The vibe in the tap room is casual and fun. Walking in, there’s a pool table near the long bar made (by Devin) using a butcher block top and fronted with metal roofing material. Four taps offer different varieties of cider, served in flights of four generously sized glasses. The bar is backed by a window that looks into the canning area, which is interesting to see, and the upstairs loft looks down into the tank room with a lot of shiny equipment to check out. The chalkboard-painted walls next to the downstairs bar get used for impromptu games of hangman, and the whole place is kid-and-dog-friendly, says Kortney. “We want people to have fun with us and feel relaxed. Sometimes if you go on a winery tour, you feel rushed to leave before the next group, but we’d like you to stay a while and play pool and hang out, or sit outside on the benches.” Even though tours are only offered those two months in the fall, they’re happy to stand behind the bar and tell visitors all about the place, she says.

“The whole idea is to have it be fun and laid-back,” adds Devin. “Not to have a pretentious place. We want people to come here and sit down and be comfortable. And we’re finding that they’ll stay for hours.”

The space can be rented out for weddings and parties, too. The loft room upstairs seats about 60 and can be used for smaller groups — it has its own bar with four taps — or combined with the downstairs area for a group of 125 or more. There’s outdoor space to use, and they put a firepit in for weddings.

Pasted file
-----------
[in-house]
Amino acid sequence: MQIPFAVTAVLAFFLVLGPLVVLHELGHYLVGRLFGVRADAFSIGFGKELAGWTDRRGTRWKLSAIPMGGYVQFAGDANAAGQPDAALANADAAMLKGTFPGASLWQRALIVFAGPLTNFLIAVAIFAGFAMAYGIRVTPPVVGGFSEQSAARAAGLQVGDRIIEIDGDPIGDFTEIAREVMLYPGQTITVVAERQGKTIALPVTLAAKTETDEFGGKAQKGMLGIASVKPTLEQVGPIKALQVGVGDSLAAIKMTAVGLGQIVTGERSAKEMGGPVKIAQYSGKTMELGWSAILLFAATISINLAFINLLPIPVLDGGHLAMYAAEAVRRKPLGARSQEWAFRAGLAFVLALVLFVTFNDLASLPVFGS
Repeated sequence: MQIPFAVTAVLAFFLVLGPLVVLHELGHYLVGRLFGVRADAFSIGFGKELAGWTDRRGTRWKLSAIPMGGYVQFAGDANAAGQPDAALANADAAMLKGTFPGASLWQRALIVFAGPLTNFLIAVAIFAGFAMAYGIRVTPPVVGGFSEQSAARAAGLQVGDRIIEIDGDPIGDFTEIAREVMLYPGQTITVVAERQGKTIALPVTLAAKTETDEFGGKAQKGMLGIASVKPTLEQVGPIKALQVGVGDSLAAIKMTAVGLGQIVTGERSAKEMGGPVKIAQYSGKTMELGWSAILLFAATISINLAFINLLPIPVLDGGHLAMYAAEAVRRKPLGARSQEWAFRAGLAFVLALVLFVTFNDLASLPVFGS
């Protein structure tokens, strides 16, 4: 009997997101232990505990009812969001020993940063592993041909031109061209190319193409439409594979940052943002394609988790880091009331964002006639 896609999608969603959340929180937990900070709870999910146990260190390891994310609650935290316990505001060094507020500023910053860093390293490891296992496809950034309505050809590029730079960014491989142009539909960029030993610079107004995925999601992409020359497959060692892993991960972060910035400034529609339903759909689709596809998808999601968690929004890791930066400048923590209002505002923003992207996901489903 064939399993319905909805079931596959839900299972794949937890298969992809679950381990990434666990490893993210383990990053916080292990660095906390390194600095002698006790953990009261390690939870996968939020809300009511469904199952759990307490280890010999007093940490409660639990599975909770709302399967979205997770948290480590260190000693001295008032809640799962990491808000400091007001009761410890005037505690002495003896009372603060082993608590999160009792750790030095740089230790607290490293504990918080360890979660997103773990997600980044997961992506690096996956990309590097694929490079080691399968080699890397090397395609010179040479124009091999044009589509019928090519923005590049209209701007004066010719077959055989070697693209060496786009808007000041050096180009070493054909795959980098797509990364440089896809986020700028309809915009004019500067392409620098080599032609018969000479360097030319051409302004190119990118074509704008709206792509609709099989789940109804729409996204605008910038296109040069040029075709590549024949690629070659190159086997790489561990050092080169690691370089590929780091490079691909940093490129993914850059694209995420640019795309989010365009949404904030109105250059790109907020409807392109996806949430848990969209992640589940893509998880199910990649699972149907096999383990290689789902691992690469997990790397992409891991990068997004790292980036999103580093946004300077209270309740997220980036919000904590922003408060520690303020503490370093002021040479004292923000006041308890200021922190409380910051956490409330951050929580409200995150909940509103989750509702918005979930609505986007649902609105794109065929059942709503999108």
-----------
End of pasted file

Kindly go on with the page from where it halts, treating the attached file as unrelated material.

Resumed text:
Next on the horizon is a plan to fence in an area to create a beer garden-style setting.

But back to that cider. It’s made entirely of apples, most of them grown on the Wilklow family farm in Highland, which dates back to 1855. Albert is a sixth generation farmer (and since he and Kortney have two kids, 20 years from now we may be writing about the seventh generation). As apple growers, the family had already been making regular sweet apple cider at Wilklow Orchards when someone approached them about using their apples to make hard cider. Devin had already been brewing beer for a while, and he and Albert were more beer drinkers than wine drinkers, so all the pieces kind of came together when they decided to make their own dry cider and make it as affordable and accessible an everyday beverage as beer. The product is now sold in bars, farmers markets and retail locations across New York, Pennsylvania, Connecticut and New Jersey with designs on branching out across the country.

Not all the varieties are beer-influenced. The Bourbon Barrel Reserve is fermented then aged an additional two to three months in fresh wooden bourbon barrels from distilleries in Kentucky. Their classic Dry Hard Cider is fermented with Sauvignon Blanc yeast and resembles a very dry apple champagne. Among the more experimental varieties are a delicious Ginger Hard Cider created for the recent Cider & Sausage Fest, made with ginger root and orange peel and slated to be brought back this fall, and a Coconut Hard Cider for summertime as well as a raspberry version, fermented with one pound of raspberries per gallon.

More information is available by calling Bad Seed Cider at (845) 236-0956 or visit or their Facebook page. There’s also a “” coupon offer with a good discount on tastings and tours this fall.